The federal government is enhancing its efforts to pursue those health care providers whom it believes have consistently filed claims inappropriately for payment by Medicare, Medicaid, and other federal health care programs. Over the past several months, the Office of Inspector General (OIG) and Center for Medicare and Medicaid Services (CMS) have issued reports emphasizing that those providers who receive high levels of payments and those who do not comply with educational efforts should be targeted for review and sanctioned for overpayments.
The OIG issued a report in December 2013, which reviewed the Medicare payments made to clinicians who received the largest cumulative payments from Medicare in 2009. The OIG evaluated how many of these providers were audited or investigated and the outcomes of such investigations. Based upon the high level of overpayments uncovered by the Medicare Administrative Contractors (MACs) and Zone Program Integrity Contractors, the OIG recommended that CMS focus efforts on identifying a certain cumulative payment threshold and closely monitoring and auditing providers at or above that threshold.
CMS also issued a Change Request to the Medicare Program Benefit Integrity Manual, with an effective date of Jan. 15, 2014, detailing how MACs should address what were labeled as “recalcitrant providers and suppliers,” those who do not change inappropriate or illegal behavior associated with filing claims with the federal health care programs despite education and training. The report noted that the OIG will cooperate with CMS in moving forward with any cases uncovered and emphasized that Medicare contractors should pursue any applicable sanctions, including civil monetary penalties and exclusion from the Medicare program, to address recalcitrant providers. The Medicare Program Benefit Integrity Manual will now include criteria for the MACs to consider before referring a provider issue to the Fraud and Abuse Sanctions and Suspensions (FASS) team within CMS’ Center for Program Integrity (CPI). There is an emphasis under those criteria for documentation of the education attempts provided by CMS to the provider.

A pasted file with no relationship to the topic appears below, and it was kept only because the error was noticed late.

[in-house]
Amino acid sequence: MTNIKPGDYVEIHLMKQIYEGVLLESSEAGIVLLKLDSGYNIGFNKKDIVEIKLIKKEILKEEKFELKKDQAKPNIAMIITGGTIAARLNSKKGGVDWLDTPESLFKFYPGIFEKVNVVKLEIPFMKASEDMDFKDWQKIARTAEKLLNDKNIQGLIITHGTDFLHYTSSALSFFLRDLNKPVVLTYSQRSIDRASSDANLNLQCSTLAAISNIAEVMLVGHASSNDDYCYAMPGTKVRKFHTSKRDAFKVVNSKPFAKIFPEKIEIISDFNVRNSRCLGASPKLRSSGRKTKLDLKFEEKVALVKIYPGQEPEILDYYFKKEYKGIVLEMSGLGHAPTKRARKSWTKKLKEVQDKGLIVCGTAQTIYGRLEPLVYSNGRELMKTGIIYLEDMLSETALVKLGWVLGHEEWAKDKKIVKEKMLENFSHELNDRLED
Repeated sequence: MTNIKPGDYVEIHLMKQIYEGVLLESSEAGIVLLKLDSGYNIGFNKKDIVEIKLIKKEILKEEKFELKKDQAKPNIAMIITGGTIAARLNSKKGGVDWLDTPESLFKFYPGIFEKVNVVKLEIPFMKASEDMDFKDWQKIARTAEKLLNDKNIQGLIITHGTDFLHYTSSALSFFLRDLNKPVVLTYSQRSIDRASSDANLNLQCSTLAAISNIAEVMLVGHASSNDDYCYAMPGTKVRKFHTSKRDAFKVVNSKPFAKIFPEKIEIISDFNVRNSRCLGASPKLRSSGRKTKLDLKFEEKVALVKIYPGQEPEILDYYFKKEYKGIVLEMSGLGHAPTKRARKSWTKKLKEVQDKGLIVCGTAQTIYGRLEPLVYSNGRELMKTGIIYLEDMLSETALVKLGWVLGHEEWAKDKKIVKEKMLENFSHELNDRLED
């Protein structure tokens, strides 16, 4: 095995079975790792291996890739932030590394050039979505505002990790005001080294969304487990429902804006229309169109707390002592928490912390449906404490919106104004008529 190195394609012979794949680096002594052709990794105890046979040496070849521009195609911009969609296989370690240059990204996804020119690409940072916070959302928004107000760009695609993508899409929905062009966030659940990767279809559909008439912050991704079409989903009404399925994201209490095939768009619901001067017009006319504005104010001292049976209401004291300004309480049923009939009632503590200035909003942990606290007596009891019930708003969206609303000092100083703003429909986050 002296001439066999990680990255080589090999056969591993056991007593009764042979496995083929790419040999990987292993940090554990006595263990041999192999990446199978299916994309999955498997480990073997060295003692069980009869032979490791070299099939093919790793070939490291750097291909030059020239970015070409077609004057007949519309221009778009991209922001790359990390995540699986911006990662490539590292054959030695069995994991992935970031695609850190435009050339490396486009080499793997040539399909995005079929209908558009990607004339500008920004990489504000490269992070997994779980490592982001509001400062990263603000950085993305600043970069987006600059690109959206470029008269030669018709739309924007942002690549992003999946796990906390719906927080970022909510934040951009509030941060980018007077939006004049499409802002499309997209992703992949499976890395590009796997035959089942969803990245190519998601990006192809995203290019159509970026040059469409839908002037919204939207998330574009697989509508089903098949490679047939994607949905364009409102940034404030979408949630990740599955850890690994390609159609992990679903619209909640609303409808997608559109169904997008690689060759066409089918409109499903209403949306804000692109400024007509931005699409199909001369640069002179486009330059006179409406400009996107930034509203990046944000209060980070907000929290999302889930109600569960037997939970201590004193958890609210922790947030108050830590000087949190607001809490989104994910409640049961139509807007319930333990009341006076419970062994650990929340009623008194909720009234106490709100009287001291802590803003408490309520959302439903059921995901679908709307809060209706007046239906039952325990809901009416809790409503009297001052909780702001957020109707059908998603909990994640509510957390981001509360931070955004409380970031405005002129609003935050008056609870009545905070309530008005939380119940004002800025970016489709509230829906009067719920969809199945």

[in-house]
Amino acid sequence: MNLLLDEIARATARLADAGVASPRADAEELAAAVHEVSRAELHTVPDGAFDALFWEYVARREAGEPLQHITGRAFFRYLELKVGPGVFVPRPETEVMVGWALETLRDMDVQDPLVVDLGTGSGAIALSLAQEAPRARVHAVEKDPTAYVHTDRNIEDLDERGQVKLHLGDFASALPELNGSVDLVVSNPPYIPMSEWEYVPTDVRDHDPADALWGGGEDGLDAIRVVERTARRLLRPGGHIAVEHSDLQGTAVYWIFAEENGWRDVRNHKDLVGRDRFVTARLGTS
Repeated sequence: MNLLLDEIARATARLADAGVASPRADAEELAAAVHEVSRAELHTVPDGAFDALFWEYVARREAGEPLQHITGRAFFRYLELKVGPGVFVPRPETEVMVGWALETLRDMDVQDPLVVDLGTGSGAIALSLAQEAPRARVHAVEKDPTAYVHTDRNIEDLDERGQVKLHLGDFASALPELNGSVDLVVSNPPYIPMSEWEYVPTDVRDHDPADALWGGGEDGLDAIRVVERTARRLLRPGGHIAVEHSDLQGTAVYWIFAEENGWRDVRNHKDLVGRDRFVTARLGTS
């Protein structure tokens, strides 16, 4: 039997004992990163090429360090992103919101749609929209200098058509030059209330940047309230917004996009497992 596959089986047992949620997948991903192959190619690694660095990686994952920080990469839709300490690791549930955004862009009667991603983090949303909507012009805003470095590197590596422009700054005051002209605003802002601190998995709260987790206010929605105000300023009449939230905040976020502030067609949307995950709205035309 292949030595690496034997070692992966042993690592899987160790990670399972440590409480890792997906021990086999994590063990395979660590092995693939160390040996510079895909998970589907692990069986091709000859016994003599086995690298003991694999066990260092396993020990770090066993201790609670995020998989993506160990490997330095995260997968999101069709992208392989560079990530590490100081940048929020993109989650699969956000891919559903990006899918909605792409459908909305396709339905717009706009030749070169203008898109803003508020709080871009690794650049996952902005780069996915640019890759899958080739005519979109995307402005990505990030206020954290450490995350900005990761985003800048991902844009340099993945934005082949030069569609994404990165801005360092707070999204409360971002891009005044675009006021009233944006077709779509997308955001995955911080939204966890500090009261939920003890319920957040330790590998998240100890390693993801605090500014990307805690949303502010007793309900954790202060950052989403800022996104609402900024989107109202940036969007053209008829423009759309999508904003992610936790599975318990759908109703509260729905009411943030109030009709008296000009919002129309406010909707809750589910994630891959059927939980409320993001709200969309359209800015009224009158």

In another effort to reduce fraud and promote transparency, the Obama administration issued a policy that will be effective March 18, 2014 whereby individuals can request Medicare payment information for providers under the Freedom of Information Act. Each request will be reviewed on a case-by-case basis and a determination made whether the need for public access is outweighed by the providers’ privacy rights. Depending upon how the information is provided to requestors, it could result in further confusion and misleading conclusions rather than clarification and transparency. This policy follows the May 2013 lifting of a federal district judge’s injunction from 1979 that prohibited Medicare officials from disclosing payment information about individual physicians.
Given these recent enforcement initiatives by CMS and the OIG, providers should be even more careful to properly document the medical necessity of services provided. Even though the services may be legitimate, without such documentation the claims may be viewed as fraudulent.
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